Review: Serena


1 star


Having worked on the previous films Silver Linings Playbook and American Hustle together, Bradley Cooper and Jennifer Lawrence seemed to have an emotive connection that fuelled their wondrous acting on screen. Thus, with Serena, hopes were high. But the result of this drama is the feeling of exasperation, boredom and overwhelming disappointment.

Focusing on a couple who run a timber empire in Depression-era North Carolina, Serena looks at the complications that ensue when it is learnt that George’s (Cooper) wife Serena (Lawrence) cannot bear children.

One of the many things that are ludicrous about this filmic attempt is the rash editing that takes place in the beginning of Serena. Not only are the scenes cut in the most arbitrary places, creating a pointlessly disorientating result, but they are done so at such a rate that minutes are going by and monumental parts of the narrative are taking place with little explanation or second glance. The irony of this is that the middle part of the film is saturated with very little going on, with either end of the narrative becoming a fast-paced rush.

The narrative itself seemed beyond dull and mundane, entering a meaningless oblivion. Serena never seems to take the audience anywhere, detaching the viewer from any kind of involvement with its two-dimensional characterisation. Unfortunately, the talents of Cooper and Lawrence can’t even save this disaster from the depths of futile filmmaking. With characters so empty and a plot that dragged its heels for its majority, Serena is exhaustingly bad.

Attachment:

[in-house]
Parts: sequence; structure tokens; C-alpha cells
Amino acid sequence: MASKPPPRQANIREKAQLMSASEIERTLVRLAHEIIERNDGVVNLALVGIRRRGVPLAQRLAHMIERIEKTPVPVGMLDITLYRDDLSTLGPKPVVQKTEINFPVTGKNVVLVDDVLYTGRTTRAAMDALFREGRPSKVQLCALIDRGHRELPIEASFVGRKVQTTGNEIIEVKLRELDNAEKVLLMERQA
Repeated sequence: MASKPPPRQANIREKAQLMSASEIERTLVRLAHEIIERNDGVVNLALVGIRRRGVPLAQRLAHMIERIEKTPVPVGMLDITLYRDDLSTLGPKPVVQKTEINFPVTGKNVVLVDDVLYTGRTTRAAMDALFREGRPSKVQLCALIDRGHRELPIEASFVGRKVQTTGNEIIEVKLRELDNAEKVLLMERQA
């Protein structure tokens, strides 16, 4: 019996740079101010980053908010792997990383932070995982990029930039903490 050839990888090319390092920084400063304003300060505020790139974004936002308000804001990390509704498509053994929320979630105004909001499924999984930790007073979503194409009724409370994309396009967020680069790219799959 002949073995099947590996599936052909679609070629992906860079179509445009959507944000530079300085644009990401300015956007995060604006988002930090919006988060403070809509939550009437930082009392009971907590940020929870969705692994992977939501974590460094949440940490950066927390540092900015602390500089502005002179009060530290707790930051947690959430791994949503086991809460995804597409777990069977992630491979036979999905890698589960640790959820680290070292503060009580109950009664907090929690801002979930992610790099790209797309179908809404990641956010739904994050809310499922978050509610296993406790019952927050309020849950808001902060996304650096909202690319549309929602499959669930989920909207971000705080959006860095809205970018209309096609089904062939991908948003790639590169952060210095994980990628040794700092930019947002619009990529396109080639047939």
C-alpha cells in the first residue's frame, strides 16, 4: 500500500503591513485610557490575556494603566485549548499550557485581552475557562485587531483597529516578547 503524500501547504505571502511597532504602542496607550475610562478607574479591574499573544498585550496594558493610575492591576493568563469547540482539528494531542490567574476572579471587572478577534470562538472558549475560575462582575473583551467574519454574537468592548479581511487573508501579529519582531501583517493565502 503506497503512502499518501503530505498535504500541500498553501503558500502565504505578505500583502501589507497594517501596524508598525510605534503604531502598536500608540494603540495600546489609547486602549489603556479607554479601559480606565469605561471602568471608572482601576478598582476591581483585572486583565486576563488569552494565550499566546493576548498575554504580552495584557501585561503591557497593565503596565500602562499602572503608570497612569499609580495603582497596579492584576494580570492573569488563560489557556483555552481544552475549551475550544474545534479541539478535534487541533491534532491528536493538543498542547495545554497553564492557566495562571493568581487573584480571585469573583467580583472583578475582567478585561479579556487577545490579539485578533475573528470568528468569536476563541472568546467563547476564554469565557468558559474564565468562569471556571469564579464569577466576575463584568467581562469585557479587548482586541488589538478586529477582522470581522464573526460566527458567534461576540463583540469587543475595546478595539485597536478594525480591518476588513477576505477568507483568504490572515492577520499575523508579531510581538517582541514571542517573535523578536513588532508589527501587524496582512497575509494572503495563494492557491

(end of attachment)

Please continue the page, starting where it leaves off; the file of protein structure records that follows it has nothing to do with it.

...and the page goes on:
The film lacks all involvement, any kind of message and is a dreary experience rather than a cathartic one. It doesn’t seem to attempt to do anything interesting in any form of the filmmaking process, and becomes something of a tame ITV Western drama with ridiculously melodramatic scenes randomly inserted to awake the audience from their unconscious state. To become captivated by this film, one would need to mute it and purely look at its rather stunning landscapes and colour palette.

Serena, directed by Susanne Bier, is distributed in the UK by StudioCanal, Certificate 15. Watch the trailer below.


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Film & English student, Deputy Editor of The Edge and President of FilmSoc. Likes FKA twigs, BANKS and other capitalised artists.

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